By Kristie Hamon
The Foundation for Individual Rights in Education (FIRE)’s website ranks all colleges and universities across the nation and scores them with either a red, yellow or green light for how it views that university restricts student freedoms. Right now, Eastern has a red light classification for statements made in the Information Technology Services Code of Ethics for Computing and Communications.
The section that FIRE cites, says “The use of computers and their associated communication equipment to abuse, harass or offend others is forbidden.” And it also cites improper use of university computer resources as publishing obscene material, displaying or storing obscene or abusive messages, making obscene abusive or harassing remarks and starting or extending email chain letters.
FIRE, whose mission is to “defend and sustain individual rights at America’s colleges and universities” including freedom of speech, legal equality, due process, religious liberty and sanctity of conscience, states Eastern is prohibiting expression that would be constitutionally protected in society at large. These are considered speech codes.
James Conneely, associate provost and vice president of student affairs, said FIRE should be regarded lightly.
“You got to take that with a grain of salt, they look at it from a lot of different perspectives, they’re obviously on one side of the issue,” Conneely said. “I don’t think we’re different than many institutions.”
Mona Isaacs, associate vice president of ITDS, said while there are these regulations for student internet usage, the intent is that students will act with integrity, and students aren’t actively being monitored.
“In general, email should not be considered confidential communication, it is interceptable if it comes from our email system to another email system, there’s always the chance of interception,” Isaacs said. “That being said, we don’t monitor email, we don’t look to see if they’re sending what, however, if there is a complaint, we may investigate.”
Isaacs said they want everyone to be good electronic citizens.
“I think that our electronic communication shouldn’t be under any different scrutiny than our communication in any other form,” Isaacs said. “I don’t think anyone disagrees with being a good citizen and trying to prevent somebody from slandering and using educational resources for non-education purposes.”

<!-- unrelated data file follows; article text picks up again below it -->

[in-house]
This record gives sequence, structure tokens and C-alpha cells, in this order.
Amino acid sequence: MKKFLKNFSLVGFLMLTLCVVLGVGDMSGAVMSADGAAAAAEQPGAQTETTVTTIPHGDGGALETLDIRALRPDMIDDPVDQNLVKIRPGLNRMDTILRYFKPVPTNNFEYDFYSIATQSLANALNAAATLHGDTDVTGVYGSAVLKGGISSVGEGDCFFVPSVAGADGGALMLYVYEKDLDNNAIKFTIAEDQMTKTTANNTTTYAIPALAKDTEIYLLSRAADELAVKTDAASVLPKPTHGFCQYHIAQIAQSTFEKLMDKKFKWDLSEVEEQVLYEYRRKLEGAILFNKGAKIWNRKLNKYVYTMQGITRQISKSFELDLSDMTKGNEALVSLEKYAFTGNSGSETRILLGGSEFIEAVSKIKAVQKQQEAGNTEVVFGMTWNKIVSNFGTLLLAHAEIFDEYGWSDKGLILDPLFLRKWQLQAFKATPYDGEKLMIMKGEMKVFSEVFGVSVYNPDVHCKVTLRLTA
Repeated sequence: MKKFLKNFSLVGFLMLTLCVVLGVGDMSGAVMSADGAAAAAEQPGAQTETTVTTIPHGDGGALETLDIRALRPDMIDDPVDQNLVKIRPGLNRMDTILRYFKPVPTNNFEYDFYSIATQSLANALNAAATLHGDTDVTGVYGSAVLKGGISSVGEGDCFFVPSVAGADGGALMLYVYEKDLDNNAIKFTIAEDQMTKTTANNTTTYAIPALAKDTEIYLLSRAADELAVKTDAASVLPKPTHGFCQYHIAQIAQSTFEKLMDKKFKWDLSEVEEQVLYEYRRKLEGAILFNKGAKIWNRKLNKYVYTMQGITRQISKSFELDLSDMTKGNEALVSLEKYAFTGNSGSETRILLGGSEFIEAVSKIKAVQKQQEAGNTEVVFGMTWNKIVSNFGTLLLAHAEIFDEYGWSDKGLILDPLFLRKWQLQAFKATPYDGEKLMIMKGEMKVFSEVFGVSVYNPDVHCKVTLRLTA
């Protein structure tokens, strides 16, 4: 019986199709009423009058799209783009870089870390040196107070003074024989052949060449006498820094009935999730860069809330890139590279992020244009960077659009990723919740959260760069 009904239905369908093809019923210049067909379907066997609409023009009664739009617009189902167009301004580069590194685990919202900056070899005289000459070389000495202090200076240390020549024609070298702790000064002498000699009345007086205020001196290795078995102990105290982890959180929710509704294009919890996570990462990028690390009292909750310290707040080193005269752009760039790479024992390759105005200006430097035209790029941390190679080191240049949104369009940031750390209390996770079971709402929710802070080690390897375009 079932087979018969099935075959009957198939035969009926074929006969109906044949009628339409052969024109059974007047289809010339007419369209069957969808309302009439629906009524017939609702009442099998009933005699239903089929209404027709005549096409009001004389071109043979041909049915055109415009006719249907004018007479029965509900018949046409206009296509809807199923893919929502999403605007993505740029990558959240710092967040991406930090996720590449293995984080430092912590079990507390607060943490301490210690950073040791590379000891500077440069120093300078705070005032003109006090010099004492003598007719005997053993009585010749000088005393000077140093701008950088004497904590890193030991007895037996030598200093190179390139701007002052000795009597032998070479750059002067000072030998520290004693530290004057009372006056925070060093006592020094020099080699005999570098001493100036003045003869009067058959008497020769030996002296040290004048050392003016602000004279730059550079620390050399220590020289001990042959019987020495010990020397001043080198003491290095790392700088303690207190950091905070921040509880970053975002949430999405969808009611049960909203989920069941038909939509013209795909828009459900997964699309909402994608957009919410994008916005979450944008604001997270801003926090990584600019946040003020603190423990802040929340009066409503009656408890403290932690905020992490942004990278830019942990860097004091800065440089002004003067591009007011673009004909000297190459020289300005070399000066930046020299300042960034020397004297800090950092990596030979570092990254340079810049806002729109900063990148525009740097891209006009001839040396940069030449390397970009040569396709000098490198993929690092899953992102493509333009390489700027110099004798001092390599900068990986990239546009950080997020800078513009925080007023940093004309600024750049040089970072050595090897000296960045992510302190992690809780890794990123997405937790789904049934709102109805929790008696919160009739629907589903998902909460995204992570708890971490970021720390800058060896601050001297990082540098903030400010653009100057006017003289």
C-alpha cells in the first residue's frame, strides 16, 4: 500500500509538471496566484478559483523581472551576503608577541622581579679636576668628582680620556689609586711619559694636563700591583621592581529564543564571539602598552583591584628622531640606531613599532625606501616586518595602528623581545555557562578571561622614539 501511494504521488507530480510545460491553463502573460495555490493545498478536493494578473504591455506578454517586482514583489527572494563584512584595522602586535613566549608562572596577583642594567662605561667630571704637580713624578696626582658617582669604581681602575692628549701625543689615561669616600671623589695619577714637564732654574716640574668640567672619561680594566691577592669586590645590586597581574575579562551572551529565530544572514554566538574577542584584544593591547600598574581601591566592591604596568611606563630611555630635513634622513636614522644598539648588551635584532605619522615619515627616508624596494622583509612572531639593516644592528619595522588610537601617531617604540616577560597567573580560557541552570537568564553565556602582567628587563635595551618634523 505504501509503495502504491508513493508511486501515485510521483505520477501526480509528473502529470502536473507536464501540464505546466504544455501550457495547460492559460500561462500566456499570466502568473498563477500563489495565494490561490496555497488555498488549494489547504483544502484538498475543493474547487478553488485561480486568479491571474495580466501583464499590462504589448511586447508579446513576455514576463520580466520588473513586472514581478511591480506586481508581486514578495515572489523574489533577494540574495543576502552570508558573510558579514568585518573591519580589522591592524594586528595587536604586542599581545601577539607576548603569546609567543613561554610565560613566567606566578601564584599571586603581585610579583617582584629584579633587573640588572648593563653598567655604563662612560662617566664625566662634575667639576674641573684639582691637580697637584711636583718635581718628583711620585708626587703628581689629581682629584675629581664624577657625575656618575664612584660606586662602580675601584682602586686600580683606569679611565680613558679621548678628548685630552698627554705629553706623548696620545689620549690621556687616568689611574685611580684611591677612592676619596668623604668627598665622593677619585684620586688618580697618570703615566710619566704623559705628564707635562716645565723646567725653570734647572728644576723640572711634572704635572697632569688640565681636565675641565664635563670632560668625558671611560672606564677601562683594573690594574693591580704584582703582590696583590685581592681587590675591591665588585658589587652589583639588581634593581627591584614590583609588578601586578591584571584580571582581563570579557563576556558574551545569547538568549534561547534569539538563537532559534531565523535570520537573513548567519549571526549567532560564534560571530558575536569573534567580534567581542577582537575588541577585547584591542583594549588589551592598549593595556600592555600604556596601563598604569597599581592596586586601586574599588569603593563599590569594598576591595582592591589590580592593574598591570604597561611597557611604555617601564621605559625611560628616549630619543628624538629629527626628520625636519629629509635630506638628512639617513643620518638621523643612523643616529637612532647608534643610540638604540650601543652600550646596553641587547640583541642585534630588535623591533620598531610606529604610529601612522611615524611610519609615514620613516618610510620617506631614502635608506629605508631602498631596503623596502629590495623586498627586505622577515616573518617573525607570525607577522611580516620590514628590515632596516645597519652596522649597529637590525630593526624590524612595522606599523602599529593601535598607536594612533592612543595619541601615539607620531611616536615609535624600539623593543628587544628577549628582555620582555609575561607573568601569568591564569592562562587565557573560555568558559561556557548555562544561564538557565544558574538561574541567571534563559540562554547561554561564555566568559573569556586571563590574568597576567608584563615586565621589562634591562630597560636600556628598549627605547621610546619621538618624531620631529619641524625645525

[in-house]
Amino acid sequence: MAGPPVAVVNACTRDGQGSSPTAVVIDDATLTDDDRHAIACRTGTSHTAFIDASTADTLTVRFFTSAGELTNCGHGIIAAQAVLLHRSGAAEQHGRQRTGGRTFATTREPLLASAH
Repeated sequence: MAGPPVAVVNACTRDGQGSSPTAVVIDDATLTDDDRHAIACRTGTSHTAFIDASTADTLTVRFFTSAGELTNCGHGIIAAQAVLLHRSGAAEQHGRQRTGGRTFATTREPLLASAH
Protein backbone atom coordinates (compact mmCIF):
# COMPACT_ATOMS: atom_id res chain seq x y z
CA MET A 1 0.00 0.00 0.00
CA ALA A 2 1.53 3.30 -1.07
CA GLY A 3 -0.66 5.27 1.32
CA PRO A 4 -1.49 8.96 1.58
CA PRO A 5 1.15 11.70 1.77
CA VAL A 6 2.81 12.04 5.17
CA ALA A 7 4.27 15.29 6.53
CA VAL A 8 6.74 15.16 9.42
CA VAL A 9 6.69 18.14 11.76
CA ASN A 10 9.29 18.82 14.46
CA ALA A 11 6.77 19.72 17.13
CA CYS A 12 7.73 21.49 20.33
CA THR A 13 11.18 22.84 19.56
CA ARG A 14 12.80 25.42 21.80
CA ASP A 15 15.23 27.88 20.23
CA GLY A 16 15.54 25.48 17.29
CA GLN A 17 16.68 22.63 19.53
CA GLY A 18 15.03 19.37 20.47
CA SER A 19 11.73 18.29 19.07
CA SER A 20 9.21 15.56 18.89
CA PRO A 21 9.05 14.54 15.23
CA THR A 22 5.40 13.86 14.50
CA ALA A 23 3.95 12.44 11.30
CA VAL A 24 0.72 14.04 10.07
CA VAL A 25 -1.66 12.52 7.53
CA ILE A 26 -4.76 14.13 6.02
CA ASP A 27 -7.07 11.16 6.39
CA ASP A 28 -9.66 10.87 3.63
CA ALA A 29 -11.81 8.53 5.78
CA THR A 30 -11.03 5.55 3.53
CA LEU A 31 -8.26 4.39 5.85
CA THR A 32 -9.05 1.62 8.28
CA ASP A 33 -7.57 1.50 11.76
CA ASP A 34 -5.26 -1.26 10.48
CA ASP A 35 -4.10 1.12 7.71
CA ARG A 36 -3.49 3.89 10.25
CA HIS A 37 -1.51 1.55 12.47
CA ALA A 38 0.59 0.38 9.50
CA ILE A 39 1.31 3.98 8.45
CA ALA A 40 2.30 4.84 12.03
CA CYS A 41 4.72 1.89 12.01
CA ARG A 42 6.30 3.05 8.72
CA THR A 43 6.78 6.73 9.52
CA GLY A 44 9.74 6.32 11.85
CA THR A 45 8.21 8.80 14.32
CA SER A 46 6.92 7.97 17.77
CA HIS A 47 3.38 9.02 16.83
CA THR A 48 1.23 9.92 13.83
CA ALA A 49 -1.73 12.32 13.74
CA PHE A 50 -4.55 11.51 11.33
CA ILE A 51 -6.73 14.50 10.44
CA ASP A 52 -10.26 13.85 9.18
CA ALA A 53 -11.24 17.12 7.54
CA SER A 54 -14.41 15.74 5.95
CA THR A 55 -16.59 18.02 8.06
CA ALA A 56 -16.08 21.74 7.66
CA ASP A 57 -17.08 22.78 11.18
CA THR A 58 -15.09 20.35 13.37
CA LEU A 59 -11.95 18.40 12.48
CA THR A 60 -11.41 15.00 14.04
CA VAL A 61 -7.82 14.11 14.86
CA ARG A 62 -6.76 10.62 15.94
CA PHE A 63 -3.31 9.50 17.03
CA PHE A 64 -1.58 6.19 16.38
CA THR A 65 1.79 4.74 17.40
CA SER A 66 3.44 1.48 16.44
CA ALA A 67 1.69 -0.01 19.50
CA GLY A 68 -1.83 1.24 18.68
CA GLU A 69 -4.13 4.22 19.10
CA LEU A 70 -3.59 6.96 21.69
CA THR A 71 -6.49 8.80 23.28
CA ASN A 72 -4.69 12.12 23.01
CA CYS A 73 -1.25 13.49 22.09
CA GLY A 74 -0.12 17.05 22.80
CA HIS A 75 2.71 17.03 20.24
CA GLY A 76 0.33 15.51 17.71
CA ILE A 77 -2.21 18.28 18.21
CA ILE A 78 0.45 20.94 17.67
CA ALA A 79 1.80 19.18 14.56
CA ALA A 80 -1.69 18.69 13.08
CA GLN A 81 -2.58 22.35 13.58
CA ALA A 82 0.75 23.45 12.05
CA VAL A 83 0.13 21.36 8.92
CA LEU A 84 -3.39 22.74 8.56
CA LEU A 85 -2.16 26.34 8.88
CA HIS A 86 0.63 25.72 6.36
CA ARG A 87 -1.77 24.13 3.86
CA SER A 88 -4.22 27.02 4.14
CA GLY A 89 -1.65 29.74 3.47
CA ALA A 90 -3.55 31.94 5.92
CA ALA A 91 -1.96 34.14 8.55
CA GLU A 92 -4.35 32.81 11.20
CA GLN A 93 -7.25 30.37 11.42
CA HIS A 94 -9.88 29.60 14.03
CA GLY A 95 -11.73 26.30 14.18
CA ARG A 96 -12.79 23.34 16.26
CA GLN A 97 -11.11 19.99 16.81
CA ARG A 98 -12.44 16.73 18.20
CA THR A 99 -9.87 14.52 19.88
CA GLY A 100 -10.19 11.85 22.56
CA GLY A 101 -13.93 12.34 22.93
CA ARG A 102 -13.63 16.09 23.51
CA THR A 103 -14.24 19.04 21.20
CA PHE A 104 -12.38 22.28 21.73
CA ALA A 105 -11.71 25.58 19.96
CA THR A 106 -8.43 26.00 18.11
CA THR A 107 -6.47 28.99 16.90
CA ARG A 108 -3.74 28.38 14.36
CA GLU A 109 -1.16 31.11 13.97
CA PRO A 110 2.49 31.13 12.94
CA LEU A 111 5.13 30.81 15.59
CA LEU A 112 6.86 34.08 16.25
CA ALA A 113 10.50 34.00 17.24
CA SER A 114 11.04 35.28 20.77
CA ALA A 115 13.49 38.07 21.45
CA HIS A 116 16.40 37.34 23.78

Along with internet freedoms is the right to petition, and currently, there are two freedom of speech zones on campus that are designated for student speech activities. These are located in designated areas of Powell Plaza and the ravine.
Conneely said a committee was put together eight years ago by the former president called the facilities use committee.
“So right now our current policy, is the one that’s been in place for a long time,” Conneely said.
Conneely said free speech on campus is dictated by time, place and manner.
“The biggest thing with free speech is you want to look at time, place and manner, is that it doesn’t interrupt the business of educating our students,” Conneely said. “We’re trying to put it in place where we try to be sure that students in classes and all that aren’t being disrupted at all, that’s what time place and manner stands for.”
Judy Spain, university counsel, said the university has displayed its loyalty to free speech and that examples of that can be seen in the campus newspaper and recent abortion displays on Powell Corner.
“If you look at our policies and our procedures, our student handbook, we really truly reaffirm consistently students right to free speech,” Spain said. “FIRE has a very specific standard of things they are looking for, and based upon that belief, they believe that we are in the red zone.”